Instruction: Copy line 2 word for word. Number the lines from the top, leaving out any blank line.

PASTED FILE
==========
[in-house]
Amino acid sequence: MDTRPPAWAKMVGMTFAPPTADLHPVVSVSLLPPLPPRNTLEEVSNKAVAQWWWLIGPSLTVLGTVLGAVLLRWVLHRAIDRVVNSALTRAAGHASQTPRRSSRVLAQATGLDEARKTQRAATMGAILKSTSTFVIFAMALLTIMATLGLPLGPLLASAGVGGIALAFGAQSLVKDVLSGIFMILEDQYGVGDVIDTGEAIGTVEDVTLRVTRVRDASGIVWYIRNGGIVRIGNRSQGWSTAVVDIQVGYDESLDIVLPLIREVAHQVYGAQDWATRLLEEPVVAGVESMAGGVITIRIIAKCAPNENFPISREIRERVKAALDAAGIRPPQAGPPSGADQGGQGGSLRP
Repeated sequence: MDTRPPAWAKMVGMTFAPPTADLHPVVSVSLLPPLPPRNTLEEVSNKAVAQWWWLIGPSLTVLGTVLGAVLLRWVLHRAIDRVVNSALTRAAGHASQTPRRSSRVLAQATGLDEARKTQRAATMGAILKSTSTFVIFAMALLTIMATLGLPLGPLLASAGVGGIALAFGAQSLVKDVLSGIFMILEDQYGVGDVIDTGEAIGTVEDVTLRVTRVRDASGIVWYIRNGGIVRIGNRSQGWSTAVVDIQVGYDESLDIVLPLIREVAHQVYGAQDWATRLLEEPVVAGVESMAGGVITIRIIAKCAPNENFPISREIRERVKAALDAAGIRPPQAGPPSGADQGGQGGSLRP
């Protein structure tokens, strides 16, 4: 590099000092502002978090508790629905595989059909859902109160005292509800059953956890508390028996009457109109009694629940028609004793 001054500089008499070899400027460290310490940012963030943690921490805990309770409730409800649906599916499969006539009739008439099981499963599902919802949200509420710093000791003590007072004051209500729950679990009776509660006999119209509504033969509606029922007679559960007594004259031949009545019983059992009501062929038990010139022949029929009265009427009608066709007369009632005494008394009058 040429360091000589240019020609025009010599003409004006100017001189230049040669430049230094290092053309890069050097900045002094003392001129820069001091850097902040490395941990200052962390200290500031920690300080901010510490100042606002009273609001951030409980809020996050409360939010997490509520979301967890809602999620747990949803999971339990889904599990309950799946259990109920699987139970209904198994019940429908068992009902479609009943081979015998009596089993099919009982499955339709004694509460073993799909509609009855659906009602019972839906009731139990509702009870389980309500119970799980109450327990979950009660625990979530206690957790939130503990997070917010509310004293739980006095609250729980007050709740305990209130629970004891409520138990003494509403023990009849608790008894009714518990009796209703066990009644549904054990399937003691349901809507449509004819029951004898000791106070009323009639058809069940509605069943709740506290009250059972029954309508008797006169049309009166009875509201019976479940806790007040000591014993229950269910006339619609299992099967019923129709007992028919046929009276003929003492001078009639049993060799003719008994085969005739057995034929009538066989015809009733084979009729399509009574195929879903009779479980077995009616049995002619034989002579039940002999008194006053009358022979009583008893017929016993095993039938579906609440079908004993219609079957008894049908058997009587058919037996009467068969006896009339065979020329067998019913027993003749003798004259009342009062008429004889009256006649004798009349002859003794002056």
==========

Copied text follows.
Amino acid sequence: MDTRPPAWAKMVGMTFAPPTADLHPVVSVSLLPPLPPRNTLEEVSNKAVAQWWWLIGPSLTVLGTVLGAVLLRWVLHRAIDRVVNSALTRAAGHASQTPRRSSRVLAQATGLDEARKTQRAATMGAILKSTSTFVIFAMALLTIMATLGLPLGPLLASAGVGGIALAFGAQSLVKDVLSGIFMILEDQYGVGDVIDTGEAIGTVEDVTLRVTRVRDASGIVWYIRNGGIVRIGNRSQGWSTAVVDIQVGYDESLDIVLPLIREVAHQVYGAQDWATRLLEEPVVAGVESMAGGVITIRIIAKCAPNENFPISREIRERVKAALDAAGIRPPQAGPPSGADQGGQGGSLRP